Infections increase the risk of cancer; yet the pathophysiologic basis for this association remains poorly understood. Our long term goal is to improve cancer prevention by defining the molecular mechanisms by which infections promote cancer. We have chosen to study blood in order to capitalize on existing tools and knowledge in the field of hematopoietic stem cells (HSCs) and blood cancers. Our prior work has established that inflammatory signals released during infection exert strong activation pressure on quiescent HSCs, inducing them to divide and differentiate. Persistent inflammatory stress leads to HSC exhaustion. Notably, HSCs are not a homogeneous population, and inflammatory signals exhaust responsive subsets of HSCs more quickly than others. In the case of acute myelogenous leukemia (AML), sporadic founder mutations have been identified and these define HSC subpopulations with varying propensity for leukemic transformation. Mutations in the tumor suppressor DNA methyltransferase 3A (DNMT3A) are the most common founder mutation in AML, and analogous mutations in murine Dnmt3a have been shown to impair differentiation while enhancing self-renewal. In humans, DNMT3A-mutant clones expand in the marrow, leading to clonal hematopoiesis in up to 10% of all people over the age of 65. DNMT3A-mutant clonal hematopoiesis is associated with an increased risk of leukemic transformation. Using an innovative mosaic animal model, we find that chronic infection accelerates the expansion of Dnmt3a-mutant preleukemic clones in a WT mouse to three times the normal rate. We therefore hypothesize that infection accelerates the expansion of preleukemic Dnmt3a-mutant HSCs by inducing terminal differentiation of WT HSCs, thereby providing a selection advantage for the mutant clones.
In Aim 1 we will ascertain what inflammatory signals and what types of infections promote Dnmt3a-mutant HSC expansion in our mosaic animal model.
In Aim 2 we will determine whether differences between Dnmt3a-mutant and WT HSCs in cell division, cell death, or differentiation account for expansion of the mutant clone. We will use these findings to optimize a mathematical model that can be used to predict the effects of changes in those factors on preleukemic clonal expansion. Finally, in Aim 3 we will use gain-of-function and loss-of-function studies to identify molecular drivers of Dnmt3a-mutant HSC expansion among candidates selected from prior transcriptome screening. The overall impact of these studies is that they will reveal essential mechanistic information about the role of infections in preleukemic clonal expansion that will form the basis for future work to design specific therapeutic interventions to prevent cancer emergence.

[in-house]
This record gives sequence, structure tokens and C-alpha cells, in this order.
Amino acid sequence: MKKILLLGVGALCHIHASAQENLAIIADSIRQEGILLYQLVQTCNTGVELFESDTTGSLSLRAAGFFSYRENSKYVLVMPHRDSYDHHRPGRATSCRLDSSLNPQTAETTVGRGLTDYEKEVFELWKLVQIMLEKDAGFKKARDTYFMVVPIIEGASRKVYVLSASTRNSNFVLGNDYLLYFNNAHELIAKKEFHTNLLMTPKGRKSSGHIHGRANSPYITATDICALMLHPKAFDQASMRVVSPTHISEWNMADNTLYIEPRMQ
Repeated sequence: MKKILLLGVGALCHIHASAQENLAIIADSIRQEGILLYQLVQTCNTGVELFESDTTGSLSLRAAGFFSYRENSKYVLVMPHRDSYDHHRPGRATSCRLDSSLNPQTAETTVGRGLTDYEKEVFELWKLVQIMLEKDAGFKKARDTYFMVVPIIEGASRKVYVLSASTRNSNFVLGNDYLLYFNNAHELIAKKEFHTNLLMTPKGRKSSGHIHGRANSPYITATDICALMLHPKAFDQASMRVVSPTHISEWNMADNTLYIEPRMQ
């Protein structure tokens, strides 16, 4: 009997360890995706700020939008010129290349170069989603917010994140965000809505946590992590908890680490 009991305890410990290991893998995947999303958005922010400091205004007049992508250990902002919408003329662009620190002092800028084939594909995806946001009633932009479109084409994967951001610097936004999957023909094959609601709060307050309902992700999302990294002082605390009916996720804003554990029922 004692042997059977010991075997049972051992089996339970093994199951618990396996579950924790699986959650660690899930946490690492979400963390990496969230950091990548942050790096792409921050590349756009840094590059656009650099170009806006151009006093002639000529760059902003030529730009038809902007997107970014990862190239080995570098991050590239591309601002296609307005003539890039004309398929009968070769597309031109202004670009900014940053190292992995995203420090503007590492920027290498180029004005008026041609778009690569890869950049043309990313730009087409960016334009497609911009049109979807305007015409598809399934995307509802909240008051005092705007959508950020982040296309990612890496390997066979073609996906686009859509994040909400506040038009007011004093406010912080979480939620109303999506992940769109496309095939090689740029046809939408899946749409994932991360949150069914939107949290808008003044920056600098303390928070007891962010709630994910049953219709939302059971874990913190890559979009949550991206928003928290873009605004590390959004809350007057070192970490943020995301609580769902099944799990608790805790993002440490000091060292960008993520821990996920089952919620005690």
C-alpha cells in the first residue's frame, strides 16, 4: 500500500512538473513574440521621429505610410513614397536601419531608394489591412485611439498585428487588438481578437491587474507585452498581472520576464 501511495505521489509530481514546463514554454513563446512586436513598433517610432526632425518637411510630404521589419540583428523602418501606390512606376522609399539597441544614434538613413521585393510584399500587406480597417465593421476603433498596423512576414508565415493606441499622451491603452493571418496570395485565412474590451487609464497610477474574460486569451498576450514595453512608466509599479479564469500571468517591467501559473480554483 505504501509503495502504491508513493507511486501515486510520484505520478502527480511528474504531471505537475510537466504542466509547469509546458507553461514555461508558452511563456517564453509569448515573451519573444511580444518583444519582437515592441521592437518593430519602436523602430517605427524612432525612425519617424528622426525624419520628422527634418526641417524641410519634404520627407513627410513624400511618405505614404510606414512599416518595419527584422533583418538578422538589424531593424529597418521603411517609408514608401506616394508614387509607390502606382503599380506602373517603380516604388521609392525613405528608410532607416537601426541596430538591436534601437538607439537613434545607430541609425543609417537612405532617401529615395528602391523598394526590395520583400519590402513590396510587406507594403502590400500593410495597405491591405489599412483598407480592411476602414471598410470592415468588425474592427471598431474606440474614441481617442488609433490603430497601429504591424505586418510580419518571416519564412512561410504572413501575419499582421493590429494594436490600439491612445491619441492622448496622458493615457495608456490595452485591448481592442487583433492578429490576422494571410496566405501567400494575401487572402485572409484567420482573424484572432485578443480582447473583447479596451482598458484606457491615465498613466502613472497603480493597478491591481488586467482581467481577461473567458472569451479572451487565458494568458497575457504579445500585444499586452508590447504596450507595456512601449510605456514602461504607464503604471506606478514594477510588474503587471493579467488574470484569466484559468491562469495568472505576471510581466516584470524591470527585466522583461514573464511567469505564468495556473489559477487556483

Public Health Relevance

Infections increase the risk for cancer, but the pathologic basis for this association remains poorly understood. Using a preclinical model, we now find that infection accelerates the expansion of premalignant stem cells relative to normal stem cells. By defining the mechanistic basis for this expansion, we will identify specific molecular targets to interrupt this process and reveal a novel strategy for cancer prevention.

National Institute of Health (NIH)
National Heart, Lung, and Blood Institute (NHLBI)
Research Project (R01)
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Molecular and Cellular Hematology Study Section (MCH)
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Bai, Chunyang Brian
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Baylor College of Medicine
Schools of Medicine
United States
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Yan, Hannah; Baldridge, Megan T; King, Katherine Y (2018) Hematopoiesis and the bacterial microbiome. Blood 132:559-564
Morales-Mantilla, Daniel E; King, Katherine Y (2018) The Role of Interferon-Gamma in Hematopoietic Stem Cell Development, Homeostasis, and Disease. Curr Stem Cell Rep 4:264-271
Matatall, Katie A; Kadmon, Claudine S; King, Katherine Y (2018) Detecting Hematopoietic Stem Cell Proliferation Using BrdU Incorporation. Methods Mol Biol 1686:91-103
Kadmon, Claudine S; Landers, Cameron T; Li, Haiyan S et al. (2017) MicroRNA-22 controls interferon alpha production and erythroid maturation in response to infectious stress in mice. Exp Hematol 56:7-15